Blacking out SOPA/PIPA

When I originally wrote about 21st Century Statecraft Month, I was torn on whether or not I wanted to address SOPA/PIPA. In fact, my first draft of the post was a complete rant about the hypocrisy of 21st c. Statecraft Month and the timing of the two bills. After realizing that I had devolved into incoherence, I rewrote the entire thing and decided to hold off a little bit longer. Now, the two bills have been shelved and it would seem like I missed the opportunity to comment, but I’m actually very glad I waited.

In the time that passed, the story of the two bills went from an issue of government censorship and hypocrisy, to one of an “unprecedented case of grassroots uprising overcoming backroom lobbying.” Amazing.

Before January 18th, I don’t think it would be unreasonable to say that a lot of Americans were unaware of the bills. But, when a site like Wikipedia goes black people start to pay attention.* And that was the point. Regardless of your feelings on the blackouts, people were talking and taking action. The result? Two days later, the House Judiciary Committee released a statement saying that they had “heard from the critics” and realized they needed to “revisit” their approach.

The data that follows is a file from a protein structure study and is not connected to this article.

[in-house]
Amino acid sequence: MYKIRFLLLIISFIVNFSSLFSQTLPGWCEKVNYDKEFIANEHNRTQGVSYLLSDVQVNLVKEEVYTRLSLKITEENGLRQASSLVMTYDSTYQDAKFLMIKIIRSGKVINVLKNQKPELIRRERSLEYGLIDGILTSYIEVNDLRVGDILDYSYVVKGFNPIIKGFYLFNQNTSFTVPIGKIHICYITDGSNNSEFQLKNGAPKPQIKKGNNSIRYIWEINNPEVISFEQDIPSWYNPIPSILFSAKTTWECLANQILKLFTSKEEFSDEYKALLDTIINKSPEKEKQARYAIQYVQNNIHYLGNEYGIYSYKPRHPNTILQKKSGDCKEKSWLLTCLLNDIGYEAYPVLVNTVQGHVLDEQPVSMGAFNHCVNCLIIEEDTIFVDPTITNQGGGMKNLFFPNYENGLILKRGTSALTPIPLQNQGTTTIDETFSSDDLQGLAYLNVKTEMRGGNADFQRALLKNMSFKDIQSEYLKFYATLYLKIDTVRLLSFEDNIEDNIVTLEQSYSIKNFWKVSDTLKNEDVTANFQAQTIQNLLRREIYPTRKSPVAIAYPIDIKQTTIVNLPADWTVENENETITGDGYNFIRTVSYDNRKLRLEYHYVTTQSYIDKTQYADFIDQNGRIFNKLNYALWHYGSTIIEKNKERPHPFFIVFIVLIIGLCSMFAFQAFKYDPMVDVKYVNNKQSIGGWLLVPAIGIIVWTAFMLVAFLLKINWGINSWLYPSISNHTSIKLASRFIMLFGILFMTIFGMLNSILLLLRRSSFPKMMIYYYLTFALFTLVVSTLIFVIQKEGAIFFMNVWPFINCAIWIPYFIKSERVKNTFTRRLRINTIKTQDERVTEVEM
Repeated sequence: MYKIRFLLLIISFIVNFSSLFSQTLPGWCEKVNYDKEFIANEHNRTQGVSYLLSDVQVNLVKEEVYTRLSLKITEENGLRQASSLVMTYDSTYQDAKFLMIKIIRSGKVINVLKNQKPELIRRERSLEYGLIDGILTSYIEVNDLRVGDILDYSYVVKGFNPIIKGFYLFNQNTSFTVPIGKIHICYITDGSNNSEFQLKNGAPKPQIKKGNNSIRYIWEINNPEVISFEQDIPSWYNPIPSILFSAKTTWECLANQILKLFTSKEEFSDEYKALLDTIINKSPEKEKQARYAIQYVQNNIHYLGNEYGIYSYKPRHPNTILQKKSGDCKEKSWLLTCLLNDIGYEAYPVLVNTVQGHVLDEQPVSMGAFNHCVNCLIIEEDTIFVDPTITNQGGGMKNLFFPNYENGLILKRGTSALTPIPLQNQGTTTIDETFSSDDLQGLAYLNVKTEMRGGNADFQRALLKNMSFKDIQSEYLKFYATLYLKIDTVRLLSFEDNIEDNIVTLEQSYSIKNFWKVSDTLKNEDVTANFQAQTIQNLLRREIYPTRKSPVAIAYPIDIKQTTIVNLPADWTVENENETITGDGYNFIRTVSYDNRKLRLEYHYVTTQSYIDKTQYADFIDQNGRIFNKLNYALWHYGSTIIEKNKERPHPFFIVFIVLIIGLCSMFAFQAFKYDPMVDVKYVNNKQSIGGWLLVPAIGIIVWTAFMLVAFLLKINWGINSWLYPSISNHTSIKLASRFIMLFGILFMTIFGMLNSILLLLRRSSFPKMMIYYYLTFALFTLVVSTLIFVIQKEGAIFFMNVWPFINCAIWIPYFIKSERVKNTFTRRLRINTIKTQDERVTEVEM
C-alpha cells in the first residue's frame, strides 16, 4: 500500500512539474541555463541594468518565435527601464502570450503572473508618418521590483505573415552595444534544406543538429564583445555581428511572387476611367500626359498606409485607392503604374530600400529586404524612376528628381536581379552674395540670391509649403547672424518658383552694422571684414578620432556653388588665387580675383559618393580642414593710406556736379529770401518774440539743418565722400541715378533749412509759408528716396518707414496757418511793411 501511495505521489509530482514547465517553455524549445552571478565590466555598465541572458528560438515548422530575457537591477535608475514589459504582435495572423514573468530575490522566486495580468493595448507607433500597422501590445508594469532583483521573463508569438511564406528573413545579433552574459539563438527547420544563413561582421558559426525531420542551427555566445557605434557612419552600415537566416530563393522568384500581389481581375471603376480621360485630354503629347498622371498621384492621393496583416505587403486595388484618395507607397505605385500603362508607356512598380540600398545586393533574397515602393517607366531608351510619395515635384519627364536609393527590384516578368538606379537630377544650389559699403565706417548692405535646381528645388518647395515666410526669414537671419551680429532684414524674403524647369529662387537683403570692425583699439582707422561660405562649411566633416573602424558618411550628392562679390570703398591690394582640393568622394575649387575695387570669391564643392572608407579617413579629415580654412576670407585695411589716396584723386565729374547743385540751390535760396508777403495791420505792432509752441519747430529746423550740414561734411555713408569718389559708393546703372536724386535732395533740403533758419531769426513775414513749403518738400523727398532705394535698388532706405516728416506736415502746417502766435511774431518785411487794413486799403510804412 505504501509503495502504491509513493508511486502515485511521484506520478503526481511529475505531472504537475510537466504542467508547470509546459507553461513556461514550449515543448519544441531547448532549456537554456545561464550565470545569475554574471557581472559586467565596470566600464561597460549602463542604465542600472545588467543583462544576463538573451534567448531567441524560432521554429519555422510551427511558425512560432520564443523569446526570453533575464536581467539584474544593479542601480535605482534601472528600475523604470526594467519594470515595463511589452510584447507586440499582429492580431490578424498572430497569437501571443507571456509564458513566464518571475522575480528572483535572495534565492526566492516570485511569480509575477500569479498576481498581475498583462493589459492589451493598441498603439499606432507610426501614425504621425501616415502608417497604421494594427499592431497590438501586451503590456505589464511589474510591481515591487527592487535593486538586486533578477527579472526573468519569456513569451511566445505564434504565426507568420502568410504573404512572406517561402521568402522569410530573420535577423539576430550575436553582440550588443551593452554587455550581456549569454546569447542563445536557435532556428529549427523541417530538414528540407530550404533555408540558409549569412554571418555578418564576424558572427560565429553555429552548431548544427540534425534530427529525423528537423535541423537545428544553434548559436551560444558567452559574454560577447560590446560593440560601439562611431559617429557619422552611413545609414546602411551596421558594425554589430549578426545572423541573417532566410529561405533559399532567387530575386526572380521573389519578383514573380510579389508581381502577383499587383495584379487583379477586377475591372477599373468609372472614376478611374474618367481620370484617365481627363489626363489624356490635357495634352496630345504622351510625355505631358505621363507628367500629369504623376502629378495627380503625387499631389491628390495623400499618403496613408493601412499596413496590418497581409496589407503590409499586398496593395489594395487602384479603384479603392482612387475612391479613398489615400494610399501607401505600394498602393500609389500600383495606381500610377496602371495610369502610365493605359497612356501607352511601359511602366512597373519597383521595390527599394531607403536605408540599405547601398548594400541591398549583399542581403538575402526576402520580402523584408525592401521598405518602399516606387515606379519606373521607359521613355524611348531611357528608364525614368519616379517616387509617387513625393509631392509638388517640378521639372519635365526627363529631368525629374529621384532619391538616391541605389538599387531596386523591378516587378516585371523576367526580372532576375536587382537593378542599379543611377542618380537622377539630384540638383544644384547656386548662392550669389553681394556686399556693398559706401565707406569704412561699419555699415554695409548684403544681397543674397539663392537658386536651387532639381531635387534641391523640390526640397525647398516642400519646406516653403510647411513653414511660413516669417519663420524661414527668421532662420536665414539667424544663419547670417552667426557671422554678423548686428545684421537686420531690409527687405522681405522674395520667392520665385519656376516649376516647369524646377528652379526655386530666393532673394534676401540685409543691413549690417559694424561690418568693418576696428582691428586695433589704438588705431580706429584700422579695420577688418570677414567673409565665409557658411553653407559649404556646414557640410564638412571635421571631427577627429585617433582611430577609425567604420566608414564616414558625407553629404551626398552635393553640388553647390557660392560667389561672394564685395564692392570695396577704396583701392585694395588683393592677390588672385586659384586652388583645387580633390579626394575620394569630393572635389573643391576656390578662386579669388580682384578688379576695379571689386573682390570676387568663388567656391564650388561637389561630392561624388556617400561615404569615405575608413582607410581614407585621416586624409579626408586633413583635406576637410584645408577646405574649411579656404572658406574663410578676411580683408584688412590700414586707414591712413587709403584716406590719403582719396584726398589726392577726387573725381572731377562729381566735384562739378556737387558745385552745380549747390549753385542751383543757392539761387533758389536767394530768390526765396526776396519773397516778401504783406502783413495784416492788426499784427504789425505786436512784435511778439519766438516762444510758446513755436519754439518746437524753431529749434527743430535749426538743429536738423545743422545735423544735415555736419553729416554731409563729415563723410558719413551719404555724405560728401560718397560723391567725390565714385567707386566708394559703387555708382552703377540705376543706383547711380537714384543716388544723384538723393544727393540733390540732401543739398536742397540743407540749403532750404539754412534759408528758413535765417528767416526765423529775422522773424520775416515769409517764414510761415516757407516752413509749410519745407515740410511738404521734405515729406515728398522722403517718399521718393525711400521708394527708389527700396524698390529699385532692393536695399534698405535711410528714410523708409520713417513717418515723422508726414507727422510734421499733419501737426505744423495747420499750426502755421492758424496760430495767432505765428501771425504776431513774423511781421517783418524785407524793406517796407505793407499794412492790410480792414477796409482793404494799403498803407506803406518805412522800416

Now, I am hesitant to suggest that the protests are the only reason for the delay. But, let’s  say for a moment that this grassroots activism worked–what next? Short answer: keep going. The blackouts did their part to start the conversation, but there is more to be done. As Marcos Arment points out, asking people to protest every variation of SOPA will eventually get tiring. Instead, Arment suggests boycotting the groups that are lobbying in support of these acts. However, as an alternative consider the approach taken by one Representative from California who wants to keep people talking, and keep Congress listening.

For those who believe that the successful delay of SOPA/PIPA was just a minor victory, crowdsourcing–at its best–presents the opportunity to resurrect the democratic process.  And, considering the fact that Iceland crowdsourced its Constitution, one would hope that we could get our act together long enough to help draft a couple of bills.

*To be fair, not everyone was paying attention. 

[image via CSMonitor]

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